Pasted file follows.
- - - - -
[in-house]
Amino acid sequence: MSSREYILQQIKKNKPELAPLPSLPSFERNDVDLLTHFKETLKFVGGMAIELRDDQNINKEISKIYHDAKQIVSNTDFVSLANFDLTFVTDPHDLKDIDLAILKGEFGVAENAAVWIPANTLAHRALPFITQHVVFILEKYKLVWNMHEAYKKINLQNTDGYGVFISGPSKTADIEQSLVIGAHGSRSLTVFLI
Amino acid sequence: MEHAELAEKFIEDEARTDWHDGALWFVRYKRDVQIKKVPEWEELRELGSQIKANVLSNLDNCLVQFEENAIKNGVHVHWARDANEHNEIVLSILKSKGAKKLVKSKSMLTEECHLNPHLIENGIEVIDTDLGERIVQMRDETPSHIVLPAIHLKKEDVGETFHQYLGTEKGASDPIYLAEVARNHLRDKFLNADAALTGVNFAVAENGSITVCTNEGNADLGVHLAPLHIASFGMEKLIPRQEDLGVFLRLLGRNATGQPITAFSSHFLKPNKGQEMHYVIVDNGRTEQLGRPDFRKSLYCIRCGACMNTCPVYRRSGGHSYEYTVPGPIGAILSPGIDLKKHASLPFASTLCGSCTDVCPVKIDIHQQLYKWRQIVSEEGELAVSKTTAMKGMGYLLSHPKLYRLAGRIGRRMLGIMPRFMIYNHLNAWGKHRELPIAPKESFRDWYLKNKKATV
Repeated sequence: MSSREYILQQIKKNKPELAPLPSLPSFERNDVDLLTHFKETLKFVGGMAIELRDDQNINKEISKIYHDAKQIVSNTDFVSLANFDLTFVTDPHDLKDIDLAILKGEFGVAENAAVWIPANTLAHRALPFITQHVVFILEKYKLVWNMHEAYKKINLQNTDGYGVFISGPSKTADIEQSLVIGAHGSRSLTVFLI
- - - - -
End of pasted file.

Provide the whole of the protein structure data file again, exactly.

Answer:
[in-house]
Amino acid sequence: MSSREYILQQIKKNKPELAPLPSLPSFERNDVDLLTHFKETLKFVGGMAIELRDDQNINKEISKIYHDAKQIVSNTDFVSLANFDLTFVTDPHDLKDIDLAILKGEFGVAENAAVWIPANTLAHRALPFITQHVVFILEKYKLVWNMHEAYKKINLQNTDGYGVFISGPSKTADIEQSLVIGAHGSRSLTVFLI
Amino acid sequence: MEHAELAEKFIEDEARTDWHDGALWFVRYKRDVQIKKVPEWEELRELGSQIKANVLSNLDNCLVQFEENAIKNGVHVHWARDANEHNEIVLSILKSKGAKKLVKSKSMLTEECHLNPHLIENGIEVIDTDLGERIVQMRDETPSHIVLPAIHLKKEDVGETFHQYLGTEKGASDPIYLAEVARNHLRDKFLNADAALTGVNFAVAENGSITVCTNEGNADLGVHLAPLHIASFGMEKLIPRQEDLGVFLRLLGRNATGQPITAFSSHFLKPNKGQEMHYVIVDNGRTEQLGRPDFRKSLYCIRCGACMNTCPVYRRSGGHSYEYTVPGPIGAILSPGIDLKKHASLPFASTLCGSCTDVCPVKIDIHQQLYKWRQIVSEEGELAVSKTTAMKGMGYLLSHPKLYRLAGRIGRRMLGIMPRFMIYNHLNAWGKHRELPIAPKESFRDWYLKNKKATV
Repeated sequence: MSSREYILQQIKKNKPELAPLPSLPSFERNDVDLLTHFKETLKFVGGMAIELRDDQNINKEISKIYHDAKQIVSNTDFVSLANFDLTFVTDPHDLKDIDLAILKGEFGVAENAAVWIPANTLAHRALPFITQHVVFILEKYKLVWNMHEAYKKINLQNTDGYGVFISGPSKTADIEQSLVIGAHGSRSLTVFLI